ByPaul Donovan, writer at
A jerk with an opinion. An explorer of transgressive cinema. See more things about movies at
Paul Donovan

Every now and then you see an old movie and wonder, "Now, how in the hell did this even get made?" This is one of those movies...

1. In 1957 a guy named Kyle Onstott wrote a book named Mandingo, about slave breeding in the antebellum South. It was very controversial. Some found it offensive, especially since Onstott was white. Some - including some black writers and thinkers - thought the book was great, and very truthful.

But everybody agreed it was full of violence, cruelty and sex.

The book was a huge bestseller, so of course it was turned into a movie in 1975.

2. The term "Mandingo" comes from "Mandinka", which were a large ethnic group from West Africa (if you've see Roots, the character of Kunta Kinte was a Mandinka). "Mandingo" became the term for the stereotype that black slaves were basically animals - they were very strong, and very sexual (Quentin Tarantino used this stereotype in his 2012 movie Django Unchained.)

3. The movie centers on a plantation called Falconhurst. The plantation owner, Warren, believes that real money isn't in selling cotton, it's in selling slaves. So while he doesn't beat his slaves too much (unless they learn how to read), he treats them like livestock. He makes his slaves have sex with other, and then sells the children (which are always called "suckers").

4. Warren lives with his son Hammond, who is not married. Warren wants grandchildren, but Hammond doesn't like white women - he only likes to have sex with the black slave girls. Hammond is sent off and forced to marry his cousin, Blanche. Hammond returns to Falconhurst with Blanche and two slaves - Ellen (who Hammond has fallen in love with) and Mede, a strong mandingo buck who Hammond wants to train to be a fighter. Mede must decide whether he plays the white man's game, or take the side of the slaves.

5. There are a couple of times that the movie comes close to making some valuable commentary - not only Mede's awkward position on the plantation, but in a parallel plot, Hammond's love affair with the slave Ellen makes him wonder if black people really are human, too. However, the movie isn't very interested in exploring those issues; it's really just a sordid tale of sex, incest, violence, and death. I highly doubt the movie would be made today. It's too politically incorrect.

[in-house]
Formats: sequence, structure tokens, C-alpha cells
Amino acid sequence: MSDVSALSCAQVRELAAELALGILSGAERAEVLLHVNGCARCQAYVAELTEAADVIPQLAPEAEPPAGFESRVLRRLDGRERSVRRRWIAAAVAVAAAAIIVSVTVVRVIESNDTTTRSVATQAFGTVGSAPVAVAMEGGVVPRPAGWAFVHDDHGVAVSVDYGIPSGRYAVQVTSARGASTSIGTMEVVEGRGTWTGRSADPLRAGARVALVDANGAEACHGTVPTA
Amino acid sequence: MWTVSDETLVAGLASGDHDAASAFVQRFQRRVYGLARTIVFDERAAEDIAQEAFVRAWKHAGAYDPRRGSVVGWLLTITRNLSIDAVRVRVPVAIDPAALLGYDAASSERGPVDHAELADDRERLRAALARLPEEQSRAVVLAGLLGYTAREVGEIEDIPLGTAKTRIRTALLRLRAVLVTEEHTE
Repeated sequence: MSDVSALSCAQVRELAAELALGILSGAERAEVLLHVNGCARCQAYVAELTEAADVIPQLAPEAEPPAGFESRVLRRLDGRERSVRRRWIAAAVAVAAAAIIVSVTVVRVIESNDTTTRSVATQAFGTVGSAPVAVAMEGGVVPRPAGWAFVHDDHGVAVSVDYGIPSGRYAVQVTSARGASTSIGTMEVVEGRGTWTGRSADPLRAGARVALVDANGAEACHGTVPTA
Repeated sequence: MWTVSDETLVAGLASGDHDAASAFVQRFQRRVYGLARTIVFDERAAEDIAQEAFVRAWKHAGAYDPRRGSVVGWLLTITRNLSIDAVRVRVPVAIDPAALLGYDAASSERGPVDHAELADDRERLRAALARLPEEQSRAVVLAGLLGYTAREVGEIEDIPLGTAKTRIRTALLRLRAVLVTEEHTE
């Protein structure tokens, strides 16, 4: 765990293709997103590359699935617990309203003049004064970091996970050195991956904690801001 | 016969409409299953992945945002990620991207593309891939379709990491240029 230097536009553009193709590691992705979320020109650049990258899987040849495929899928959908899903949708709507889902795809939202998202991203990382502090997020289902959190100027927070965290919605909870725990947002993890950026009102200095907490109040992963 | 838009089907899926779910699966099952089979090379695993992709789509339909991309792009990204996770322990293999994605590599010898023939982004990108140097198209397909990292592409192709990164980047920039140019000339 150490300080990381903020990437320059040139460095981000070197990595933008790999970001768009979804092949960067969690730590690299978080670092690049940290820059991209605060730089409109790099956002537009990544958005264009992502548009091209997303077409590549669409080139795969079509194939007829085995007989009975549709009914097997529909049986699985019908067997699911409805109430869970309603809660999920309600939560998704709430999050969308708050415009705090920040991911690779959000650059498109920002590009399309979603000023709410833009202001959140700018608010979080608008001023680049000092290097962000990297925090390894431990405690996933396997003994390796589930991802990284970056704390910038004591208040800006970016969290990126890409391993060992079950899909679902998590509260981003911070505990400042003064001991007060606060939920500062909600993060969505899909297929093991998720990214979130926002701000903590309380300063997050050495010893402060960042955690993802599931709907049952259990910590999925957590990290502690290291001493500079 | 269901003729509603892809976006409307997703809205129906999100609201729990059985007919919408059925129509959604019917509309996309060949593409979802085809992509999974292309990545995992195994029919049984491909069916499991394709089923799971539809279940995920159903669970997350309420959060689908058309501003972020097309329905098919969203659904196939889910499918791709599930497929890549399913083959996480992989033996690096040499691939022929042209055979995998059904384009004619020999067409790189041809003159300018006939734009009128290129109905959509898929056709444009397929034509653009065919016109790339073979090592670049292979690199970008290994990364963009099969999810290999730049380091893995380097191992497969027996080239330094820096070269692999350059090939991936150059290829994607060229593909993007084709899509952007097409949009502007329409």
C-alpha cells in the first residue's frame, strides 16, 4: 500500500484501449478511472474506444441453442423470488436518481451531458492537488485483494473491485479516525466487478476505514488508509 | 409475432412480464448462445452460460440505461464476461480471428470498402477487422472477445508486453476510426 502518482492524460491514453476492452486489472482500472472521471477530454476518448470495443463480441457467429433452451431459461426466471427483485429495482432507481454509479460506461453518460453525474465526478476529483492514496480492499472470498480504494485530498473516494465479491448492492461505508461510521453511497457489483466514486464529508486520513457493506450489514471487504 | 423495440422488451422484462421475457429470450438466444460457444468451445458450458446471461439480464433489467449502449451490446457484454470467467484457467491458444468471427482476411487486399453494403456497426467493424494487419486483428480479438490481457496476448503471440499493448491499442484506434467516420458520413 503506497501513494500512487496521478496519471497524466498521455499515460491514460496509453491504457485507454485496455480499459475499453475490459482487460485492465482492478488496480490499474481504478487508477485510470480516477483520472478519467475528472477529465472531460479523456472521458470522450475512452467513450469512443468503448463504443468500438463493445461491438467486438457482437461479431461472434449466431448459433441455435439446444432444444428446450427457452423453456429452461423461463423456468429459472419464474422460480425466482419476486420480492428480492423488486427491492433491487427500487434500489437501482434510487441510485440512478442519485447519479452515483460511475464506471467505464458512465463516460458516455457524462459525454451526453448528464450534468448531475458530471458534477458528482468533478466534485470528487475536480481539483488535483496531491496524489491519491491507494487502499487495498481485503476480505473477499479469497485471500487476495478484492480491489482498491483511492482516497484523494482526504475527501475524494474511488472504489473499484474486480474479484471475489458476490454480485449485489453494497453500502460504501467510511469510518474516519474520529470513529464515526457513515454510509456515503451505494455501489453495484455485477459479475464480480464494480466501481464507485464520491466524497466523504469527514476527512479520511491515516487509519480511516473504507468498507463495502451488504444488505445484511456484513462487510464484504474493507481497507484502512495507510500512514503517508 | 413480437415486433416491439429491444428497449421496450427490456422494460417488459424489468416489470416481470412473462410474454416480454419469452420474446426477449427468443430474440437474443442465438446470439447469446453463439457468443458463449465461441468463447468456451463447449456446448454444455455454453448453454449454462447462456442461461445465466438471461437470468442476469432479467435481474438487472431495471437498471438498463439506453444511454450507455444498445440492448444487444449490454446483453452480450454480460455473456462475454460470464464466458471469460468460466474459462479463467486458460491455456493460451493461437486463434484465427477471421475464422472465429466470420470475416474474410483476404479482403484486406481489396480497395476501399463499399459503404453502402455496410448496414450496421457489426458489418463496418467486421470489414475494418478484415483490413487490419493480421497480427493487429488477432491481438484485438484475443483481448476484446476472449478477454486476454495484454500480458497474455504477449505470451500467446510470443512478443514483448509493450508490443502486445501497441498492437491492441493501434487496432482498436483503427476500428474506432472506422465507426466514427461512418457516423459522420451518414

6. The sexism portrayed in the movie is just as bad as the racism. The only people that have any control over things are white men. Women are punished for doing the same things that are considered normal for men.

7. This was a real Hollywood movie: the cast was well-known in the 70's: James Mason and heartthrob Perry King played Warren and Hammond. Susan George played Blanche. Mede was played by Ken Norton, the professional boxer that beat Muhammad Ali two years before this movie came out.

And it was directed by Richard Fleischer, who also made Soylent Green and The Jazz Singer.

8. Taking into account the above points, I strongly suspect that the movie was made as a hidden spoof of slavery. The white people are not much more educated than the slaves they rule. More than that, they are all so dysfunctional that you feel extra sorry for the slaves - not only for their inhumane conditions, but also because they have to put up with such crazy and stupid "owners" (Warren believes he can cure his sore muscles by resting his feet on the stomach of a slave). The slaves are by far the smartest and most clear-headed people in the movie.

9. The laughable and lurid script has some great quotable lines, like "You loony black bastard!" The acting ranges from "mediocre" to "so bad that the scenery gets eaten". But it does give a glimpse into a facet of slavery economics that I haven't heard much about.

And if you are willing to dive below the film's trashy surface, I think you will find it to be a small, sly, strange gem from America's past.

What do you think? Trash or treasure? Let us know!


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